The investigators aim to describe the safety, indications, parameters of utilization, length of treatment, clinical outcomes and parental satisfaction of HFNC in the paediatric home setting.

Medical records of children aged 0-18 years who were prescribed a HFNC device at Schneider Children's between 2014-2018 for use in the home setting will be reviewed retrospectively. Demographic and clinical data will be collected. This will be supplemented by a standardized telephone questionnaire. Verbal consent will be obtained from one of the parents, and documented. As part of the telephone consent process, parents will be offered to "opt out" at the beginning of the interview.

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Study Type : Observational
Estimated Enrollment : 100 participants
Observational Model: Other
Time Perspective: Retrospective
Official Title: High Flow Nasal Cannula Therapy in the Paediatric Home Setting
Actual Study Start Date : March 26, 2019
Estimated Primary Completion Date : March 2020
Estimated Study Completion Date : December 2020

Resource links provided by the National Library of Medicine



Intervention Details:
  • Other: Questionnaire
    Medical records of children aged 0-18 years who were prescribed a HFNC device at Schneider Children's between 2014-2018 for use in the home setting will be reviewed retrospectively. As part of the telephone consent process, parents will be offered to "opt out" at the beginning of the interview.


Primary Outcome Measures :
  1. Change in cumulative days of hospital admission [ Time Frame: 6 months before compared to 6 months after starting high flow nasal cannula treatment ]
    For all participants, 2 periods will be compared in terms of days of hospital admissions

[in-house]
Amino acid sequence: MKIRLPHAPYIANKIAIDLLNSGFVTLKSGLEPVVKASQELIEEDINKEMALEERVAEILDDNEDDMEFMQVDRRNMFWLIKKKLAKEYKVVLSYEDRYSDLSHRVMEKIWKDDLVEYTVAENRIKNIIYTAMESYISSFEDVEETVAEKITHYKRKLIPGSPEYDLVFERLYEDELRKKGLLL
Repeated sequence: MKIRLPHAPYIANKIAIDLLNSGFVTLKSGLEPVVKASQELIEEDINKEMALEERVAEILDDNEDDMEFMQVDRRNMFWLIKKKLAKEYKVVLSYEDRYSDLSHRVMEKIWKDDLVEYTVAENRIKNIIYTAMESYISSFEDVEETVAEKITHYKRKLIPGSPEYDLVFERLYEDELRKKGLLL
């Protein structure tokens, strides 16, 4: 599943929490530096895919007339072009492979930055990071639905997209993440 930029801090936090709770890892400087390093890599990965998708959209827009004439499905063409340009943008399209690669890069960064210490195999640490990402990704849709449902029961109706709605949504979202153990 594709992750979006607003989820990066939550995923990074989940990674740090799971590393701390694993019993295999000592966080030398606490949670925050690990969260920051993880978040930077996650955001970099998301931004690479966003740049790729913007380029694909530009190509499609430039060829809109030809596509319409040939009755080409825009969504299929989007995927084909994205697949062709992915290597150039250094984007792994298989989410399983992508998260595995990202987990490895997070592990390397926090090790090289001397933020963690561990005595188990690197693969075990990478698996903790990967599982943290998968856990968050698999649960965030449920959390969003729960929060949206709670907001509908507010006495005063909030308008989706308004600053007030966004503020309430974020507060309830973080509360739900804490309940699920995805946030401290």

Information from the National Library of Medicine

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Ages Eligible for Study:   up to 18 Years   (Child, Adult)
Sexes Eligible for Study:   All
Accepts Healthy Volunteers:   No
Sampling Method:   Non-Probability Sample
Study Population
Preterm infants and pediatric patients
Criteria

Inclusion Criteria:

  1. Any child who received HFNC
  2. Previously trialed CPAP and BiPaP and deemed not tolerated by patient.

Exclusion Criteria:

N/A


Information from the National Library of Medicine

To learn more about this study, you or your doctor may contact the study research staff using the contact information provided by the sponsor.

Please refer to this study by its ClinicalTrials.gov identifier (NCT number): NCT04037839


Contacts
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Contact: Patrick Stafler 00972547243623 pstafler@hotmail.com
Contact: Zvia Dekel 00972523448341 zviade@clalit.org.il

Locations
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Israel
Schneider Children's Medical Center of Israel Recruiting
Petach Tikva, Israel, 49202
Contact: Patrick Stafler, MD    972547243623    pstafler@hotmail.com   
Sponsors and Collaborators
Rabin Medical Center
Fisher and Paykel Healthcare
Investigators
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Principal Investigator: Patrick Stafler Schneider Children's

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Responsible Party: Patrick Stafler, Senior Pulmonologist, Rabin Medical Center
ClinicalTrials.gov Identifier: NCT04037839    
Other Study ID Numbers: Vapotherm
First Posted: July 30, 2019    Key Record Dates
Last Update Posted: July 30, 2019
Last Verified: July 2019
Individual Participant Data (IPD) Sharing Statement:
Plan to Share IPD: No

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Studies a U.S. FDA-regulated Drug Product: No
Studies a U.S. FDA-regulated Device Product: No
Additional relevant MeSH terms:
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Lung Diseases
Respiration Disorders
Respiratory Tract Diseases